Staff at a Tokyo aquarium have appealed to the general public to help them keep their garden eels accustomed to humans by video-calling the marine creatures during the current Covid-19 pandemic, when the venue is closed.
The coronavirus pandemic has already affected the way we live, but it’s apparently taking a toll on aquarium eels as well, particularly the ones at the Sumida Aquarium, in Tokyo, which have reportedly started to forget what humans look like after the place closed down in March. Aquarium staff took to social media to report that their once sociable garden eels have started hiding in the sand when any of the few keepers walk by their tank, which suggests that they are starting to forget what humans look like.
Photo: Maksim Shutov/Unsplash
Under normal circumstances, the 300 garden eels – named so for their grass like look when they poke their heads out of the sandy seabed en-masse – at Sumida Aquarium were so accustomed to having humans around them that they didn’t retreat in the sand at the sight of them, but the long isolation period has changed that, and the human staff is asking for help to keep the eels from forgetting about humans completely.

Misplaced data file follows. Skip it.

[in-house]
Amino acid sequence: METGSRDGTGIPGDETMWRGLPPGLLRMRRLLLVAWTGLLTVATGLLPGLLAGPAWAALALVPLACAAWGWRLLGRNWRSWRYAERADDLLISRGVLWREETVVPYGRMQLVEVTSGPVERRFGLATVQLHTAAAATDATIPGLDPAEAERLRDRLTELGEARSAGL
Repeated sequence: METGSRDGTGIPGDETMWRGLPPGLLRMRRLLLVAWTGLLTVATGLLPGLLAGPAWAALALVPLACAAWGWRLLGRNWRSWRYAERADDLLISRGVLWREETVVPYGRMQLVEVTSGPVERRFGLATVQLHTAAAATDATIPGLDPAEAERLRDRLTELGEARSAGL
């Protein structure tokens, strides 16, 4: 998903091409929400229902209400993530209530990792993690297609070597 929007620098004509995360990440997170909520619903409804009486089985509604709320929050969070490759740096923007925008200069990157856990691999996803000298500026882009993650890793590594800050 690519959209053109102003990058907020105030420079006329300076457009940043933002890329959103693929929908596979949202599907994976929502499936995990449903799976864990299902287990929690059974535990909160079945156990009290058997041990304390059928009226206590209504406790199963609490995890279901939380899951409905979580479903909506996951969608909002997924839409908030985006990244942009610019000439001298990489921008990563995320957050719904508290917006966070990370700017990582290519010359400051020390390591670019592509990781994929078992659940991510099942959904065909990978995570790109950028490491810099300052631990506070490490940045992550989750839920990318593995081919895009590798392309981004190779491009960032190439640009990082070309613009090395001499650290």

“They don’t see humans, except keepers, and they have started forgetting about humans. Garden eels in particular disappear into the sand and hide every time the keepers pass by,” the staff tweeted. “Here is an urgent request: could you show your face to our garden eels from your home?”
It might sound like a joke, but the aquarium is actually setting up five tablets facing the eels’ tank, with people able to connect with them via FaceTime. Unfortunately, that means Android device users have no way to connect with the eels.
When connected, people have been asked to show their faces to the eels as much as possible, wave to them as they would if they were visiting the aquarium in person, but keep their voices down so they don’t startle the shy creatures.